Sandra Cisneros is an activist, poet, short story writer, novelist, essayist and artist who wrote the bestselling novel “The House on Mango Street.” It has sold over six million copies, has been translated into more than twenty languages, and is required reading in elementary, high school, and university curricula across the U.S. Cisneros has received numerous awards for her work, including the MacArthur Foundation Fellowship and the Texas Medal of the Arts.

Sandra Cisneros was born on December 20, 1954, in Chicago, Illinois. One of seven children and the only daughter, she has written extensively about the Latina experience in the United States. She moved frequently during her childhood and visited family in Mexico often.

“Because we moved so much, and always in neighborhoods that appeared like France after World War II–empty lots and burned-out-buildings–I retreated inside myself”

Cisneros found an outlet in writing; in high school, she wrote poetry and was the literary magazine editor. Cisneros studied at Loyola University of Chicago (B.A. English, 1976) and the University of Iowa (M.F.A. Creative Writing, 1978). Most of Cisneros’ classmates at Iowa were people from more materially privileged backgrounds and descendants of European immigrants to the U.S. Initially, Cisneros attempted to use their kinds of subjects, characters, and settings in her own writing. Unhappy with the results, she then made an important decision: she decided to “rebel” by writing about the neighborhoods in which she had grown up, the people who were her relatives and friends and neighbors. The House on Mango Street was begun. Cisneros did not complete the book for several years, however; meanwhile, she taught high school and served as a college recruiter and minority student counselor. In 1982-83, after winning a National Endowment for the Arts fellowship, Cisneros went to Greece to work on her fiction. After serving as artist-in-residence at Foundation Michael Karolyi in Vence, France, she returned to the U.S. and, in 1984, found a publisher for Mango Street: The University of Houston’s Arte Público Press.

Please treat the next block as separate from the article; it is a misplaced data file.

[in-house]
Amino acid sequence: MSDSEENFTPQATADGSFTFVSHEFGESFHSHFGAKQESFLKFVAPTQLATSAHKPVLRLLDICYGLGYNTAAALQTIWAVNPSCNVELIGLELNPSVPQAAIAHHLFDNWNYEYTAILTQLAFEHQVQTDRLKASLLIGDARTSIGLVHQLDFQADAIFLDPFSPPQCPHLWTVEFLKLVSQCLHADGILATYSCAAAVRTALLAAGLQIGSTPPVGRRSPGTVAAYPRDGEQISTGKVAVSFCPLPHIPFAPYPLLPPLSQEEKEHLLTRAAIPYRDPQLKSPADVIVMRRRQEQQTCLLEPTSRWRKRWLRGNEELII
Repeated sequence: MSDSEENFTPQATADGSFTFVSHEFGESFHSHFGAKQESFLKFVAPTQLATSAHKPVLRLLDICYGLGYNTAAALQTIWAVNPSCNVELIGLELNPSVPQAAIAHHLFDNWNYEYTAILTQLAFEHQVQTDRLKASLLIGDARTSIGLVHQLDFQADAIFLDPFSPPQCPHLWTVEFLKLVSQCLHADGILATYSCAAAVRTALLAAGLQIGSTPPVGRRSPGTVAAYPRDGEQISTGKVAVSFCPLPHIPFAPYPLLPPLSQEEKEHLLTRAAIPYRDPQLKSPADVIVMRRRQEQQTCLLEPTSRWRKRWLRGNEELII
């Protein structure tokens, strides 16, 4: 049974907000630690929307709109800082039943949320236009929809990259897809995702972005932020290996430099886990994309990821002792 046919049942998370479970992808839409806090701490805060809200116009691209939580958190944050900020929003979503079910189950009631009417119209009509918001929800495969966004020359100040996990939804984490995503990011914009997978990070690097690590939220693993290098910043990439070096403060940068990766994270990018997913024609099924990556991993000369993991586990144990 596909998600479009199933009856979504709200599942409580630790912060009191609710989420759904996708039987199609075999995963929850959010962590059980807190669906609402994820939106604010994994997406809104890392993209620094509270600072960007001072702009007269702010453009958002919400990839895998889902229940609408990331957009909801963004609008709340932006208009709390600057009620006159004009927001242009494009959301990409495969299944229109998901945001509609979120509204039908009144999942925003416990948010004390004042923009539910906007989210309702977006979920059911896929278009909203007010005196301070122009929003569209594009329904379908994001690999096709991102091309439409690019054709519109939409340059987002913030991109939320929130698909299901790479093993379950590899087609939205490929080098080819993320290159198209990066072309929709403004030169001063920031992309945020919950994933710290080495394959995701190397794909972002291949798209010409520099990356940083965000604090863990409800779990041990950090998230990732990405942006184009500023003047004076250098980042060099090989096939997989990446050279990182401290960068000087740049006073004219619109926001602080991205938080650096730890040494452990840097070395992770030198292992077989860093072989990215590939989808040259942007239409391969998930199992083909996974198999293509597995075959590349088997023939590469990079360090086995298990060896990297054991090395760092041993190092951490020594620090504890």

Years later, she wrote her first well received book of poetry, My Wicked, Wicked Ways. She also met her literary agent, Susan Bergholz, who after seeing a small packet of short stories encouraged Cisneros to develop them into what was to become Woman Hollering Creek (1991). This collection won the PEN Center West Award for Best Fiction of 1991, the Qualitiy Paperback Book Club New Voices Award, the Anisfield-Wolf Book Award, the Lannan Foundation Literary Award, and was selected as a noteworthy book of the year by The New York Times and the American Library Journal. In 1995, Cisneros won the prestigious MacArthur Foundation Fellowship; one hour after winning the $225,000 grant, she was back in San Antonio–where she has made her home in this decade–lecturing to students at a local arts center.

In September 2016, President Barack Obama presented Cisneros with a National Medal of Arts. At the ceremony, President Obama said Cisneros was being honored “for enriching the American narrative. Through her novels, short stories, and poetry, she explores issues of race, class, and gender through the lives of ordinary people straddling multiple cultures. As an educator, she has deepened our understanding of American identity.”



photo by Diana Solis, Chicago, 1982.